Basically, I had no street cred and no clue. All I could do was imagine horrific conversations occurring behind the closed door.
An eternity later, the door finally opened. Andy ran into the living room, eyes as wildly desperate as a cat fleeing a bath. He held several pamphlets in his hands.
I jumped up. “What?! What did your dad say?”
Andy: “I…I just…I can’t—” Andy looked down at the pamphlets in his hands. He shuddered, crumpled them up, and fled to the bedroom.
I followed. Andy threw the pamphlets across the room. Then he threw himself on the bed and pulled a pillow over his head.
Now, unlike me, Andy’s not given to drama. He’s mellow, more likely to greet bad news with a shrug than hysteria. One of his coworkers once told me that she envied his ability to stroll unhurriedly through the halls of their office building when everyone else on their team ran around wailing and screaming (possibly because something blew up).
Whatever his dad said must have been truly awful.
My stomach felt like I’d eaten lead. I closed the door.
“What. Did. He. Say?”
Andy’s only response was to moan and curl into a ball.
Totally unhelpful. I took a deep breath and managed not to throttle him. Instead, I picked up a crumpled pamphlet. I smoothed it out and did a double take.
It was titled: “How to Have Sex.”
I grabbed the other pamphlets. They had similar titles. I flipped them open. There were diagrams.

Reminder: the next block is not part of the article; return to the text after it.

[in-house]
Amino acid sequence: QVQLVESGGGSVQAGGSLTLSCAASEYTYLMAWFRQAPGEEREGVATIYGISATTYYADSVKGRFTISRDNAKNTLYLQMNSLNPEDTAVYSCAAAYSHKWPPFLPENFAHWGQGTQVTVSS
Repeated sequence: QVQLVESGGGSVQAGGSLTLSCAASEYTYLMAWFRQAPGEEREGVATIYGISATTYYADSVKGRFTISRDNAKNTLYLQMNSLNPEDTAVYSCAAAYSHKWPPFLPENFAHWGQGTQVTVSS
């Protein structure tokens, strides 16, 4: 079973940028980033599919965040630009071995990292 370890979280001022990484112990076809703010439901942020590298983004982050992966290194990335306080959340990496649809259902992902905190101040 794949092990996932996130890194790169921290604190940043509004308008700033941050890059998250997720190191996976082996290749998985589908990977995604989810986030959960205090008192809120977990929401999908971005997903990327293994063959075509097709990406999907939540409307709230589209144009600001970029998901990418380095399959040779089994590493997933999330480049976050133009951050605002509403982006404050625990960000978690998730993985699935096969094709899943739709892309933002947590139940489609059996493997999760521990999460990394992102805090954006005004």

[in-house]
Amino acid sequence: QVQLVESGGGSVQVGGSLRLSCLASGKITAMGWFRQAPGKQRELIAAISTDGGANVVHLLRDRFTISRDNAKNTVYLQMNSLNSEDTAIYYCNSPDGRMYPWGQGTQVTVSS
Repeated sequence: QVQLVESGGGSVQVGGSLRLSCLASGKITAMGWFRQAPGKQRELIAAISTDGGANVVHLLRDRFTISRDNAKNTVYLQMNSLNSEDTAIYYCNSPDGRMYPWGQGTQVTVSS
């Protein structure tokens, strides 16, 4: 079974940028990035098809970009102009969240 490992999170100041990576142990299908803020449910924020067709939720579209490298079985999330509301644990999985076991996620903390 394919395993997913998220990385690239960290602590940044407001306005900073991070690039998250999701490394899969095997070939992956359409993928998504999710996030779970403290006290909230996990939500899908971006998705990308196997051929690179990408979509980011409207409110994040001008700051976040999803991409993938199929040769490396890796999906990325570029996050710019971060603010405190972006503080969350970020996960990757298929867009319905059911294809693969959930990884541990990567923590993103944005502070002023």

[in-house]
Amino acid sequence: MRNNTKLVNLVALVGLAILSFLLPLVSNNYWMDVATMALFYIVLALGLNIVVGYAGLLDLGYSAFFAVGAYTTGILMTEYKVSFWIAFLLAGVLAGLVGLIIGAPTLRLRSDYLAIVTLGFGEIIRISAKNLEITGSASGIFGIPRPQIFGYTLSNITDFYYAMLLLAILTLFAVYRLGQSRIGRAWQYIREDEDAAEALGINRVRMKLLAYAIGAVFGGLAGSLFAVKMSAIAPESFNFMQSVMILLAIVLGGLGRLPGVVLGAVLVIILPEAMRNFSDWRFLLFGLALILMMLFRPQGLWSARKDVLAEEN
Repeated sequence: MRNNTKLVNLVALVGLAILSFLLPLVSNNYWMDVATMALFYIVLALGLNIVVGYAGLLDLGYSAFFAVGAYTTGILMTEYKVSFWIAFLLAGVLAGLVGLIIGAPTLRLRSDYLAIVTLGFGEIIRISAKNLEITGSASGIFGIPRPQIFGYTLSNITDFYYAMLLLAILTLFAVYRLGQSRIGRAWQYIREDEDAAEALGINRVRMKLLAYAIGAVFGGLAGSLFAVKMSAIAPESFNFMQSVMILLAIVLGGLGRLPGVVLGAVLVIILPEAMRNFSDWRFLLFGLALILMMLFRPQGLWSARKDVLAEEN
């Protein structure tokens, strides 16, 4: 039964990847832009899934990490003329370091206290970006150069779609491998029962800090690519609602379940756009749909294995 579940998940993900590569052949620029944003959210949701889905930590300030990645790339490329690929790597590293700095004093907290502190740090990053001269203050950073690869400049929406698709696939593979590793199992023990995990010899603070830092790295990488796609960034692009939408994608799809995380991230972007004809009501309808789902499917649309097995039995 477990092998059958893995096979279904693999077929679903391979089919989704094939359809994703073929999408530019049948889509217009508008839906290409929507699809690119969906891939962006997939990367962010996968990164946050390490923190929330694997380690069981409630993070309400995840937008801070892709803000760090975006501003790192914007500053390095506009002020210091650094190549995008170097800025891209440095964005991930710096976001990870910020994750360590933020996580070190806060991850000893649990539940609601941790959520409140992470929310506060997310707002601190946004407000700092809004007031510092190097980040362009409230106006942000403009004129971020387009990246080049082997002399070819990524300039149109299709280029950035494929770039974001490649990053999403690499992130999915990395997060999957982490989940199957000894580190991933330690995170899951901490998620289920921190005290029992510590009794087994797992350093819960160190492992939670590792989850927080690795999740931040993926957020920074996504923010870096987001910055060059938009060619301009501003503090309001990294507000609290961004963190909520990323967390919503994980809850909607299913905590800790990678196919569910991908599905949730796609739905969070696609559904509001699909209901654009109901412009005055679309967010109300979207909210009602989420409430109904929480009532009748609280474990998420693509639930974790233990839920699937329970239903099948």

But only of the missionary position.
The lead in my stomach dissolved. I nudged my apparently comatose husband with a foot. “Honey, did you look at these pamphlets? I think they are missing a few options.”
“NO! I am never looking at those! Never again!”
“Soooo, you’re upset that your dad finally gave you the sex talk? Now that you’re thirty-one?” I kept a straight face only because love gives you superpowers.
Andy’s face emerged from the pillow. His expression was so tortured he could’ve played Oedipus right before the whole own eye-gouging incident. “It’s not just the pamphlets. It’s…” Andy’s voice dropped to a whisper. “Honey, he showed me his platform.”
“You know my dad is kind of short, right?”
I nodded. Andy’s father was barely five feet tall. Given that Andy is even taller than me — and thus a veritable giant among his people — I put Jay’s height down to poor nutrition during a childhood spent fleeing communists in China and then Vietnam.
Andy continued. “So made this platform to stand on when he and my mom…”
Andy couldn’t finish, but he didn’t need to. I got the idea. I battled with my expression. Sadly, this time I lost because even love can’t conquer ludicrous.
I laughed until I cried.
Andy looked at me with betrayed eyes.
I gasped, “I’m so…sorry…but I thought…it was something terrible…hahahaha!”
“It IS terrible!” Andy howled. “Platforms! Creepy, outdated, Christian sex pamphlets! Forced to imagine my parents — ugh!” He hit me with a pillow.
I laughed harder. “But I thought maybe it was serious…like they hated me…hahahaha, and it was only sex advice…fifteen years too late…hahahaha!”
I could not stop laughing, not even when his mother shoved open the door. “Andy? Are you in here?”
Andy threw another pillow at me and got up off the bed. “Coming, Ma.”
She waved him away. “No, no, not you. I want to talk to Autumn. About woman stuff.”
I stopped laughing and gave Andy a panicked, don’t-you-dare-leave-me look.
He smiled back. Evilly.
And then the rat bastard left the room.